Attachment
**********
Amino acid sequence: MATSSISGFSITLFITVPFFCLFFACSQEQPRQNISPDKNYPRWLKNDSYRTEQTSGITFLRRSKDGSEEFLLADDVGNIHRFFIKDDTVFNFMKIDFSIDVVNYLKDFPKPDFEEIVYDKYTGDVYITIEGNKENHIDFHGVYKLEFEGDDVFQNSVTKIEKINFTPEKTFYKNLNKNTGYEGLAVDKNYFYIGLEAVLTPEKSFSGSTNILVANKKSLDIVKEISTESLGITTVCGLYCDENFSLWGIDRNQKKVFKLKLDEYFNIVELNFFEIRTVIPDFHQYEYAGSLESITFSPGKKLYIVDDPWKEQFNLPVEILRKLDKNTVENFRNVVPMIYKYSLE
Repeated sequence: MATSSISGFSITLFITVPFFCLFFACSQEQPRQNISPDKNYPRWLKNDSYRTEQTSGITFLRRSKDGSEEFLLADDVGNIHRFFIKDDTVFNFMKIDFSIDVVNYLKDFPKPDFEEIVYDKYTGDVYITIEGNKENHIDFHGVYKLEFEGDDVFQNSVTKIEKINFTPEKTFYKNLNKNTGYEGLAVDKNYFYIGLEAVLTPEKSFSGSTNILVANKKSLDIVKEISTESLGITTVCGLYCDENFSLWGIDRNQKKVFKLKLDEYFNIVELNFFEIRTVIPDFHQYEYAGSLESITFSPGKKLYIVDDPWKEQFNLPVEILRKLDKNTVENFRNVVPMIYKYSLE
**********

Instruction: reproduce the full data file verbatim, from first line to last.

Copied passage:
Amino acid sequence: MATSSISGFSITLFITVPFFCLFFACSQEQPRQNISPDKNYPRWLKNDSYRTEQTSGITFLRRSKDGSEEFLLADDVGNIHRFFIKDDTVFNFMKIDFSIDVVNYLKDFPKPDFEEIVYDKYTGDVYITIEGNKENHIDFHGVYKLEFEGDDVFQNSVTKIEKINFTPEKTFYKNLNKNTGYEGLAVDKNYFYIGLEAVLTPEKSFSGSTNILVANKKSLDIVKEISTESLGITTVCGLYCDENFSLWGIDRNQKKVFKLKLDEYFNIVELNFFEIRTVIPDFHQYEYAGSLESITFSPGKKLYIVDDPWKEQFNLPVEILRKLDKNTVENFRNVVPMIYKYSLE
Repeated sequence: MATSSISGFSITLFITVPFFCLFFACSQEQPRQNISPDKNYPRWLKNDSYRTEQTSGITFLRRSKDGSEEFLLADDVGNIHRFFIKDDTVFNFMKIDFSIDVVNYLKDFPKPDFEEIVYDKYTGDVYITIEGNKENHIDFHGVYKLEFEGDDVFQNSVTKIEKINFTPEKTFYKNLNKNTGYEGLAVDKNYFYIGLEAVLTPEKSFSGSTNILVANKKSLDIVKEISTESLGITTVCGLYCDENFSLWGIDRNQKKVFKLKLDEYFNIVELNFFEIRTVIPDFHQYEYAGSLESITFSPGKKLYIVDDPWKEQFNLPVEILRKLDKNTVENFRNVVPMIYKYSLE